News | Minnesota Vikings –

Laquon Treadwell has Sights Set on Bouncing Back in 2017

EDEN PRAIRIE, Minn. — Laquon Treadwell's rookie season didn't go as planned for the 2016 first-round pick.

The Vikings wide receiver caught one pass for 15 yards and was on the field for 80 offensive snaps all season.

But Vikings Head Coach Mike Zimmer said Tuesday that he still has plenty of faith that the No. 23 overall pick from April's draft can bounce back next season.

"I do think Treadwell is going to be a good player. I know that he had a rough season," Zimmer said. "I see too many good qualities from him to believe that he's not going to be a good player.

"He's tough. He works his rear end off. He's good in and out of cuts, catches the ball good," Zimmer added. "I know he's disappointed in the way things went."

Treadwell said as much Monday when the Vikings cleaned out their lockers after Sunday's 38-10 win over the Bears, a game Treadwell was inactive for with an ankle injury.

But the 22-year-old also said his frustrating season was a learning experience.

"I'm mentally strong. There's a lot of positives," Treadwell said. "I made it through my first year and I'll be able to come back next year and prove myself again.

"I've built a lot of great relationships on this team, and I've seen some great leaders: Chad Greenway and Harry (Harrison Smith), and Anthony Barr," Treadwell added. "All of those guys go about their business the right way, so it's a lot to take in everything. I'm excited for next year."

Treadwell put in plenty of work during training camp, grabbing more than 275 passes from a JUGS machine one August afternoon.

But Treadwell did not see the field in Minnesota's season-opening win at Tennessee, played two offensive snaps in Week 2 against Green Bay, was inactive against Carolina and saw the field for two more snaps on offense against the Giants.

Zimmer said Treadwell's rough opening act might have been hampered by nagging ailments.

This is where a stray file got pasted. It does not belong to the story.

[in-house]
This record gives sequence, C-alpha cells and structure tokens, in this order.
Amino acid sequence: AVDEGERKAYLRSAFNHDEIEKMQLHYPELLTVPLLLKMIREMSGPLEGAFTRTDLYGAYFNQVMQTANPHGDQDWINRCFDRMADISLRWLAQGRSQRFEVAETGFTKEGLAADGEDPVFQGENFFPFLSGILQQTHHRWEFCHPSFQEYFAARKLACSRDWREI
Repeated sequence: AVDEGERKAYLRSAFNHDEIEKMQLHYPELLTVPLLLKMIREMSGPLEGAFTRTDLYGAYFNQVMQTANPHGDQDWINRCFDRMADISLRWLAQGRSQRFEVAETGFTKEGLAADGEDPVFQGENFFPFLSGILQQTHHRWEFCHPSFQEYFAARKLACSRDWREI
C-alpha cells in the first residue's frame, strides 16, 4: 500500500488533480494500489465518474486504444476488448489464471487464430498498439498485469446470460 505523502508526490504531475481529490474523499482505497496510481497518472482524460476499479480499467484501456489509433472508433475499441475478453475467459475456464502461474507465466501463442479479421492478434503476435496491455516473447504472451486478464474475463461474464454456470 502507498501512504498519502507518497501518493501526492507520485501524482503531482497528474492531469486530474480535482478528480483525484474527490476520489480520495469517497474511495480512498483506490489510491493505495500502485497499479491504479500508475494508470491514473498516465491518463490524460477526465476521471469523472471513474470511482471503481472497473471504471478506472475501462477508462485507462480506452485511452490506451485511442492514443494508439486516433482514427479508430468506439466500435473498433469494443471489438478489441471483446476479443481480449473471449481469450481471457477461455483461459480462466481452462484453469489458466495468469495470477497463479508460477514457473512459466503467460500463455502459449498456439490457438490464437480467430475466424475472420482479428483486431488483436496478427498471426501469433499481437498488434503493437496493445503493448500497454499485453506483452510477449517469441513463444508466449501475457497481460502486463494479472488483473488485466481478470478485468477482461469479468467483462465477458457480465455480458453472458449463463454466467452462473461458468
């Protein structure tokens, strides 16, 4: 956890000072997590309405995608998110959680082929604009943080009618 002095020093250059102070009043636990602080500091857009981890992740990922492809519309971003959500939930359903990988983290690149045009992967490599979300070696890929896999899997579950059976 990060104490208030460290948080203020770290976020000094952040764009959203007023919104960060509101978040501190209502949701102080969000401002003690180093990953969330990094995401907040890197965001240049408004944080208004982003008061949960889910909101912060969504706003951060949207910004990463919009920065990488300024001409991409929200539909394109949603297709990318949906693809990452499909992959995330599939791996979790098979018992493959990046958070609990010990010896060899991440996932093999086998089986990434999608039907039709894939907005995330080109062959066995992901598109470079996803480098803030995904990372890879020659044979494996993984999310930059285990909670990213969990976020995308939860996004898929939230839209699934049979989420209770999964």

"I think that when he came in here he was a little bit… His feet were bothering him, so that started him off slow a little bit," Zimmer said. "It wasn't so much about learning the offense. I think it was just he didn't really feel totally healthy coming in. I think that set him back."

Treadwell's snap count increased, getting a combined 51 offensive plays in two games against the Lions. His lone catch came in Week 9's home loss to Detroit.

But just when Treadwell was starting to see the field on a more regular basis, he was injured on a special teams play in Jacksonville and missed the final three games of the season.

Treadwell said Monday that he felt he was starting to turn a corner before the injury.

"Yeah, I believe that. I was feeling more comfortable, and they were ready to put me out there (on offense)," Treadwell said. "I went down on special teams, so that's a tough break for me. I've got to get healthy and come back ready."

Zimmer said Treadwell's season somewhat resembled that of the Vikings 2015 first-round pick. Cornerback Trae Waynes led Minnesota in special teams tackles and sparingly on defense as a rookie, only to come back and nab three interceptions this season, the second-most on the team.

"You know, we can go back and look at Trae Waynes didn't play much his rookie year," Zimmer said. "I can't remember who else but these things happen to some of these rookies.

View images from 'move out day' as players said their goodbyes and cleared out their lockers at Winter Park.

"I think you are always going to give young guys the benefit of the doubt as you continue to move forward," Zimmer added.

Treadwell said his main focus during the season was to not get down on himself. But now as he heads toward his first NFL offseason, Treadwell said he's turned his attention to having a strong impact on the franchise in 2017.

"(I'm going to) work on all my game … every part of it," Treadwell said. "There's always ways to improve and room to get better, so I'll come back ready next year, hungry to make my plays.

"I kind of know what to expect now," he later added.

This article has been reproduced in a new format and may be missing content or contain faulty links. Please use the Contact Us link in our site footer to report an issue.